Citroen C3 XTR 1.4-litre HDi 16-valve review

Cheap insurance won't alienate many potential buyers

April 2005

picture of car from the front picture of car in water splash picture of car interior picture of car boot

Overall rating

3 out of 5 stars


  • Cheap insurance won't alienate many potential buyers
  • Chunky bodykit and styling touches will appeal to some
  • Full-length glass sunroof makes for a light, airy interior
  • Nifty roof bars will help when it comes to load lugging


  • Diesel engine is vocal at start up
  • Interior is heavily dependant on harsh plastics
  • Gear change feels slightly laboured and notchy
  • Digital speedo and instrument display looks kitsch

Citroen's C3 has been popular since its launch in 2002. Fans will say this is due to the car's cheeky looks and broad capabilities, while the rest of us may feel the French firm's superb discounts and deals have something to do with it. The XTR is a faux off-roader version of the supermini and joins the likes of VW's Polo Dune in this burgeoning market segment.

There are only a few real certainties in life; one of these being that Citroen will always be willing to offer buyers some fantastic deals. This isn't the only reason to buy one, but it is a major incentive.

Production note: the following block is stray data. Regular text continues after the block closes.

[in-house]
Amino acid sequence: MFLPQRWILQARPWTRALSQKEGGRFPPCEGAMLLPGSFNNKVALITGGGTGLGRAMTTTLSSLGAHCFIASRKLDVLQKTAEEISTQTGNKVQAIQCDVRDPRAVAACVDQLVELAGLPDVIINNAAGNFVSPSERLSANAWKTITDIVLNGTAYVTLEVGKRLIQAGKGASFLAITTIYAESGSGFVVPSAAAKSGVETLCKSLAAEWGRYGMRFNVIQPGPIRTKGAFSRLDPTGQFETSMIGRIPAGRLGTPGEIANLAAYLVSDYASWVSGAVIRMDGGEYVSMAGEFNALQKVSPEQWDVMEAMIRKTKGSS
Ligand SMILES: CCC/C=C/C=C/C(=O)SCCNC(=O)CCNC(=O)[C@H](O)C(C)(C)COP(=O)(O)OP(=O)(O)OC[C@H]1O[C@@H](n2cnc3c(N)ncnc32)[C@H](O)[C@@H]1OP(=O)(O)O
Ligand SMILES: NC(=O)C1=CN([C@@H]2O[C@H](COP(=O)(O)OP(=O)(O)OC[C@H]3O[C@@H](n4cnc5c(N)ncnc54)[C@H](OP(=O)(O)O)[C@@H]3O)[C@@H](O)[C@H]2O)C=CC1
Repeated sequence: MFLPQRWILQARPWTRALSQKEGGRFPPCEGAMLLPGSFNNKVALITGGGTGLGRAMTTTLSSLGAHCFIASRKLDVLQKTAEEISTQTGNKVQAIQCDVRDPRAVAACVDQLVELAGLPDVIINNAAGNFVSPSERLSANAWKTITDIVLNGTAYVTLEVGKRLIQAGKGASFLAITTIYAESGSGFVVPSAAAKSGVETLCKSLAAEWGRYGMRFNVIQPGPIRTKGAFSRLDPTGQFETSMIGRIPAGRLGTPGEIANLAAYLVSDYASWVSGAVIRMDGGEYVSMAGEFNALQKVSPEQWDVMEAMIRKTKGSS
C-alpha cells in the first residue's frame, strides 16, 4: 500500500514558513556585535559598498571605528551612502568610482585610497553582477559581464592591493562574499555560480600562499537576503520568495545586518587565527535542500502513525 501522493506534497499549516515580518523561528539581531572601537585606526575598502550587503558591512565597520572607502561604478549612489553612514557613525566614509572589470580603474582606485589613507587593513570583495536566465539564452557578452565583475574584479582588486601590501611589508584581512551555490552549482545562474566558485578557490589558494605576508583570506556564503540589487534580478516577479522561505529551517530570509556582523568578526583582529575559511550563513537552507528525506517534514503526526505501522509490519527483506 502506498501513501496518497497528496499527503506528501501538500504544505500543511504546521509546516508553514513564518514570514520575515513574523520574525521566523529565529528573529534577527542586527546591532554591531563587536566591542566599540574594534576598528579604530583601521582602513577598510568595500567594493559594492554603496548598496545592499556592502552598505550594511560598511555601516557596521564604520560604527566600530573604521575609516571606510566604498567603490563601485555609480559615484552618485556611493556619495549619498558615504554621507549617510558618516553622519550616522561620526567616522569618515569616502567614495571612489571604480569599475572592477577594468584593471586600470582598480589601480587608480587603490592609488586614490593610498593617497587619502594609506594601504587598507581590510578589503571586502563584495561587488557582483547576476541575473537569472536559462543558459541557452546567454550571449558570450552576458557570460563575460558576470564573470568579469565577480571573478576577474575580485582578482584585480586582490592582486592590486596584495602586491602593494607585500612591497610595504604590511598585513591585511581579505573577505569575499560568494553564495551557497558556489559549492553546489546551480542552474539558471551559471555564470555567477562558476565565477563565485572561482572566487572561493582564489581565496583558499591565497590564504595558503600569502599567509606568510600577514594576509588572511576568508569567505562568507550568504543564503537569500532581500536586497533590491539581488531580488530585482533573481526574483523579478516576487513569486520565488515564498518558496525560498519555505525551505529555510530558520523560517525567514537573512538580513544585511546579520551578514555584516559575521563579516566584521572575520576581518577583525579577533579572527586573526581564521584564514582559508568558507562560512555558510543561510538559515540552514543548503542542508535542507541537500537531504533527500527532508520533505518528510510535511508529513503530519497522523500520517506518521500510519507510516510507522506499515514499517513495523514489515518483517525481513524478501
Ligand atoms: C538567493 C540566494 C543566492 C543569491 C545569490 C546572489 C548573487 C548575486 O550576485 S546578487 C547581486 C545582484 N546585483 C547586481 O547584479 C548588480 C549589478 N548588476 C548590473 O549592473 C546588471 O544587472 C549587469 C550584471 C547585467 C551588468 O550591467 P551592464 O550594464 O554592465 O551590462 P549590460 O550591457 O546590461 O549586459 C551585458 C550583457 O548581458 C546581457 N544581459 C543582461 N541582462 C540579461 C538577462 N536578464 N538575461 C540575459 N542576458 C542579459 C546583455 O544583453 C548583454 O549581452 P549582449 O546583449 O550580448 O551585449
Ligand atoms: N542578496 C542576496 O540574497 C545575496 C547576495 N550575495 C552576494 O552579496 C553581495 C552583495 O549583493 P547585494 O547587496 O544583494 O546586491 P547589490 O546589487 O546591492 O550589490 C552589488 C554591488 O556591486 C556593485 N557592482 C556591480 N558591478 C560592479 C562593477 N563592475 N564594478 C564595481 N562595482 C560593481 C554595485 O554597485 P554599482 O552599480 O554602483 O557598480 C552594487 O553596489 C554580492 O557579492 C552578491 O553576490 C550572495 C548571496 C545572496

Of all the models in the C3 range the XTR, along with the funky yet flawed Pluriel, has to be the coolest. Its chunky alloy wheels and up-for-a-fight plastic farings give it the look of a small off-roader, which was exactly the effect the designers were after.

Cars like the Volkswagen Polo Dune are proving popular with UK buyers. In reality they are simply citycars in fancy frocks, but this isn't deterring those looking for something a bit different from taking the plunge. Take them onto the rough stuff at your peril, but if all you're after is more visual bang for your buck then they're hard to knock.

An affordable price tag, cheap insurance and reliability should give the C3 XTR enough of an edge to compete with its rivals.

Our verdict on the Citroen C3 XTR 1.4-litre HDi 16-valve

Slightly funkier version of Citroen's C3 supermini is aimed squarely at those who live an active lifestyle. However, it isn't terribly practical and will struggle even on a gravel path.